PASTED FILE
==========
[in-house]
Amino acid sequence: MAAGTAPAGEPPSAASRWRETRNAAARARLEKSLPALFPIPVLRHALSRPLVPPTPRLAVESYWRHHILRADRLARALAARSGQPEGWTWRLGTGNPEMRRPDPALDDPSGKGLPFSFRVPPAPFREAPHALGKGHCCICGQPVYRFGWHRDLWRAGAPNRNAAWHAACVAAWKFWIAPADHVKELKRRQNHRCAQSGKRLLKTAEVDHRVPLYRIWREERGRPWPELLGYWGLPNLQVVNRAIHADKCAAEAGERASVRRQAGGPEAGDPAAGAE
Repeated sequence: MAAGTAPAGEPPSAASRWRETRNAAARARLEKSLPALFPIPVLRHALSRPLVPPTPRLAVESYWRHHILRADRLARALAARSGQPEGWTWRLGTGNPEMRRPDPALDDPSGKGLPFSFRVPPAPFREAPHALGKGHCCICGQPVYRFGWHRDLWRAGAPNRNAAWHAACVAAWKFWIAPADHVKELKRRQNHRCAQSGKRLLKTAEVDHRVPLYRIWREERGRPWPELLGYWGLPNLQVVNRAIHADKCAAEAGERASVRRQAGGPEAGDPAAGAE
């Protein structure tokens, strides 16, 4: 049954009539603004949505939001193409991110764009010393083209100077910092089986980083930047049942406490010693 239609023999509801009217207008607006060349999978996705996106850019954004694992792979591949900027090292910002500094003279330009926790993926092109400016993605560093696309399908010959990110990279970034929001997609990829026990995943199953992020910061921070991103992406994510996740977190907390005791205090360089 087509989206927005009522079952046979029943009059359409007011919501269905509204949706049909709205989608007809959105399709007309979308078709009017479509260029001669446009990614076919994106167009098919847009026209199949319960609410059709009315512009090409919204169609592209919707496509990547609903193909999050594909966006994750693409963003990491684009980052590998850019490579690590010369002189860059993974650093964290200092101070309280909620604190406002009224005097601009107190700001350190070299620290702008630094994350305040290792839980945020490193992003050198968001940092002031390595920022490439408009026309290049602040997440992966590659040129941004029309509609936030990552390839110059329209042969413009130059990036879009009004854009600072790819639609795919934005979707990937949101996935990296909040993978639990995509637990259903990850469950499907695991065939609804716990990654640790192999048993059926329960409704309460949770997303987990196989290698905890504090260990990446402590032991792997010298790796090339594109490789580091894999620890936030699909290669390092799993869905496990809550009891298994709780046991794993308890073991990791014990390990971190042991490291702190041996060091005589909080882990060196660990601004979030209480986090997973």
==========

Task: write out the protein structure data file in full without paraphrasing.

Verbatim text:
[in-house]
Amino acid sequence: MAAGTAPAGEPPSAASRWRETRNAAARARLEKSLPALFPIPVLRHALSRPLVPPTPRLAVESYWRHHILRADRLARALAARSGQPEGWTWRLGTGNPEMRRPDPALDDPSGKGLPFSFRVPPAPFREAPHALGKGHCCICGQPVYRFGWHRDLWRAGAPNRNAAWHAACVAAWKFWIAPADHVKELKRRQNHRCAQSGKRLLKTAEVDHRVPLYRIWREERGRPWPELLGYWGLPNLQVVNRAIHADKCAAEAGERASVRRQAGGPEAGDPAAGAE
Repeated sequence: MAAGTAPAGEPPSAASRWRETRNAAARARLEKSLPALFPIPVLRHALSRPLVPPTPRLAVESYWRHHILRADRLARALAARSGQPEGWTWRLGTGNPEMRRPDPALDDPSGKGLPFSFRVPPAPFREAPHALGKGHCCICGQPVYRFGWHRDLWRAGAPNRNAAWHAACVAAWKFWIAPADHVKELKRRQNHRCAQSGKRLLKTAEVDHRVPLYRIWREERGRPWPELLGYWGLPNLQVVNRAIHADKCAAEAGERASVRRQAGGPEAGDPAAGAE
């Protein structure tokens, strides 16, 4: 049954009539603004949505939001193409991110764009010393083209100077910092089986980083930047049942406490010693 239609023999509801009217207008607006060349999978996705996106850019954004694992792979591949900027090292910002500094003279330009926790993926092109400016993605560093696309399908010959990110990279970034929001997609990829026990995943199953992020910061921070991103992406994510996740977190907390005791205090360089 087509989206927005009522079952046979029943009059359409007011919501269905509204949706049909709205989608007809959105399709007309979308078709009017479509260029001669446009990614076919994106167009098919847009026209199949319960609410059709009315512009090409919204169609592209919707496509990547609903193909999050594909966006994750693409963003990491684009980052590998850019490579690590010369002189860059993974650093964290200092101070309280909620604190406002009224005097601009107190700001350190070299620290702008630094994350305040290792839980945020490193992003050198968001940092002031390595920022490439408009026309290049602040997440992966590659040129941004029309509609936030990552390839110059329209042969413009130059990036879009009004854009600072790819639609795919934005979707990937949101996935990296909040993978639990995509637990259903990850469950499907695991065939609804716990990654640790192999048993059926329960409704309460949770997303987990196989290698905890504090260990990446402590032991792997010298790796090339594109490789580091894999620890936030699909290669390092799993869905496990809550009891298994709780046991794993308890073991990791014990390990971190042991490291702190041996060091005589909080882990060196660990601004979030209480986090997973």